Caring for Mothers and Babies in War-Torn South Sudan

May 4, 2020 • South Sudan
Teresa, Sobit, and nurse Pauline with a healthy baby girl.
Sobit, Theresa, and nurse Pauline with a healthy baby girl.

Staff at Maban County Hospital are providing critical medical services for pregnant women and their babies.

Care for Mothers and Babies

“When the baby came out, he was flat—he had no heartbeat. We had to do CPR immediately,” said Dr. Felix Mugalla. “Eventually, he started breathing, but slowly and irregular.”

Dr. Felix Mugalla examines Theresa's newborn.

Dr. Felix Mugalla examines Theresa’s newborn.

Dr. Mugalla and the team at Maban County Hospital in South Sudan hooked the baby up to oxygen. Then, they waited.

“Before the C-section, we prayed. Throughout the night, we kept praying,” Dr. Mugalla said.

To their relief, the baby did well in the nighttime hours, but the morning brought unexpected convulsions and the team had to quickly administer medication.

As the baby improved throughout the day, Dr. Mugalla knew the reason why: “God is the One who did it.”

The baby is the fifth child welcomed into Theresa and Sobit’s family. “I thank God and Samaritan’s Purse,” Sobit said. “If there was no hospital here, my son might not be alive.”

Nurse Pauline works hard to provide quality, compassionate care.

Nurse Pauline works hard to provide quality, compassionate care.

Maban County Hospital in northeast South Sudan serves about 200,000 people, of which nearly 150,000 are refugees displaced during the country’s many years of war and violence. The hospital, built and supported by Samaritan’s Purse, is the only full-service referral health facility in the entire region.

The hospital is the only facility where Theresa could have an emergency C-section. She also received medical care throughout her pregnancy as she came to the hospital for regular antenatal check-ups.

Nurse Pauline met with Theresa for the check-ups and told her that if she felt sick at any point during the pregnancy, she shouldn’t dismiss the symptoms—she needed to get to the hospital. Theresa followed Pauline’s advice and was treated at Maban County Hospital for malaria about a month before she gave birth to her son.

Pauline explained that if untreated, parasite-borne illnesses like malaria can lead to complications and cause a pregnant woman to lose her baby.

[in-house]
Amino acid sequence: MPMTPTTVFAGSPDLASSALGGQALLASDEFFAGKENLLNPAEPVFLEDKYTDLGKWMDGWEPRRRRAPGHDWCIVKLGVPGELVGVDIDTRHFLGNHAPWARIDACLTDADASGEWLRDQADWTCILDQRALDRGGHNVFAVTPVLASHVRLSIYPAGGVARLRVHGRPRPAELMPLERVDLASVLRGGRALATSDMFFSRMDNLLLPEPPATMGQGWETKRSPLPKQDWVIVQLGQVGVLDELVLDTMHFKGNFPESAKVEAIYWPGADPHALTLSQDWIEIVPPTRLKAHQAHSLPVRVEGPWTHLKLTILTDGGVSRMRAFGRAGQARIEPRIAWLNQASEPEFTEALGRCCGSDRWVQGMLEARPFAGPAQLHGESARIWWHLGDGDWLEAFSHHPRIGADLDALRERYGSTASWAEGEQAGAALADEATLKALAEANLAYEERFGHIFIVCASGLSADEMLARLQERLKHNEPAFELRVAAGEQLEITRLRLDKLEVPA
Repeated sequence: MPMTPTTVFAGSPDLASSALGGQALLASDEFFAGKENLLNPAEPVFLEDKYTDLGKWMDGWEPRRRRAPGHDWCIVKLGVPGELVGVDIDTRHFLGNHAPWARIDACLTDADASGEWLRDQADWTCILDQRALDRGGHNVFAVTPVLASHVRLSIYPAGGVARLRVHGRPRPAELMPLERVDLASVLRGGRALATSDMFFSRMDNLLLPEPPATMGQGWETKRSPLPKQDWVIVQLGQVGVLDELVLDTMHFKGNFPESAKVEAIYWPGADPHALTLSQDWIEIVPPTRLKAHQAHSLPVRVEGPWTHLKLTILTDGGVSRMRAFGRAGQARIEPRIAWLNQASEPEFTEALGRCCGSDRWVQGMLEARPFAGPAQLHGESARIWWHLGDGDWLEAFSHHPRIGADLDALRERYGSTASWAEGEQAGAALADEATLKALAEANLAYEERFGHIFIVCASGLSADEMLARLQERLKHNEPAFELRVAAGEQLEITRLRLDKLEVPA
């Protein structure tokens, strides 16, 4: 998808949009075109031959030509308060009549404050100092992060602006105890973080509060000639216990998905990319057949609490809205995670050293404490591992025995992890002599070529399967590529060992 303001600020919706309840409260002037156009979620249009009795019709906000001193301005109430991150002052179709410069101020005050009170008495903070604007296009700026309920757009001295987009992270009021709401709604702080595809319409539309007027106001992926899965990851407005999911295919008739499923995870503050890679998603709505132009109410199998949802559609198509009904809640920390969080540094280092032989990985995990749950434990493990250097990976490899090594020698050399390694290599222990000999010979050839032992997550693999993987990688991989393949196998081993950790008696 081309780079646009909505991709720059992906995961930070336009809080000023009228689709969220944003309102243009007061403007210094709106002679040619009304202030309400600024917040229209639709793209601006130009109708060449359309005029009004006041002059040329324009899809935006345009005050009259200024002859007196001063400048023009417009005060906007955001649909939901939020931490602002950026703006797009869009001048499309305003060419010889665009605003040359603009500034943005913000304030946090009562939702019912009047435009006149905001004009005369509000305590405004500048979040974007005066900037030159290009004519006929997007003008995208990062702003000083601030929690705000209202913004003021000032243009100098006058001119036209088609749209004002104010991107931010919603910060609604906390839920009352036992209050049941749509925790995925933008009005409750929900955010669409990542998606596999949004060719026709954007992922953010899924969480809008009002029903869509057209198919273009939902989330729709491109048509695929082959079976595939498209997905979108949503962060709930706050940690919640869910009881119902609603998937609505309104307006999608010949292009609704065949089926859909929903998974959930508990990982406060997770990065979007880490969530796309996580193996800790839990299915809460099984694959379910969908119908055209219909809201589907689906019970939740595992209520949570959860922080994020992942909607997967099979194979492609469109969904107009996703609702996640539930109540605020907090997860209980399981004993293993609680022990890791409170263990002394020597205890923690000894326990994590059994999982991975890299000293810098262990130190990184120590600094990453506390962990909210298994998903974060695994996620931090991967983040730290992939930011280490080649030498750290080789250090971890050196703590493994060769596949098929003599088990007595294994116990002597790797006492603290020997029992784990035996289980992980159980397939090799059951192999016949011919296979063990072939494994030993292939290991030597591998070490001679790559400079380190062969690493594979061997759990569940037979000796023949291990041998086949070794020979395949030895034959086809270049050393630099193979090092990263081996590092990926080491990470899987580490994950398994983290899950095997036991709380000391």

“It’s very good Theresa started coming,” Pauline said. “We serve a mighty God.”

Renewed Hope

Pauline and Dr. Mugalla are grateful to God that the urgent physical needs of mothers are being met in Maban. These women, and all patients who come to the hospital, receive compassionate care in Jesus’ Name.

Hawa is thankful for a safe place to give birth.

Hawa is thankful for a safe place to give birth.

They also have an opportunity to hear the Good News and to respond to Christ’s love for them. “We need the light of the Gospel,” Dr. Mugalla said. “We need people to know God.”

God’s love and light is desperately needed in Maban, where mothers and their families continue struggling after decades of armed conflict. Hawa, 20, has lived in a refugee camp in Maban County for six years and still dreams of one day being able to return home.

Her family fled from their home in Sudan when the fighting intensified to the point that they had no choice but to escape.

“We came here because we feared death,” Hawa said. “We came with only water and a little sorghum.”

She traveled with her parents and nine brothers and sisters for nearly one year before reaching a refugee camp in Maban. They survived on little other than wild fruits.

“We walked during the day and stayed the night in the forest,” Hawa explained.

Staff at Maban County Hospital serve women and their families in Jesus' Name.

Staff at Maban County Hospital serve women and their families in Jesus’ Name.

During the yearlong exodus, she witnessed mothers give birth—along the roadside or in the forest—and many babies died as a result of not having medical care.

Now married with two children, Hawa is grateful both were delivered in the safety and care of the Maban County Hospital medical team. The young mother came to the hospital for check-ups during both pregnancies, where she also learned the best food for her newborn and how to keep herself healthy during pregnancy.

Hawa hopes that her young daughters will grow up to be strong and healthy and will receive a good education. She said Samaritan’s Purse has helped to start her children out on a path toward a brighter future.

Samaritan’s Purse is working in countries around the world to save the lives of mothers, babies, and children who are struggling in impoverished communities. Our teams are hosting nutrition groups, training midwives and traditional birth attendants, and providing supplemental food to malnourished babies and children.

Please pray that many mothers will come to know God’s love for them and will raise their boys and girls in the knowledge of Jesus Christ.

Care for Mothers and Babies Tragically, hundreds of young mothers and thousands of newborns die every day from preventable causes. Your gift can help Samaritan’s Purse reduce the mortality rates of women and their young children by improving obstetric care, teaching essential nutrition practices, and increasing access to quality healthcare.

Prenatal & Maternity Care 013717
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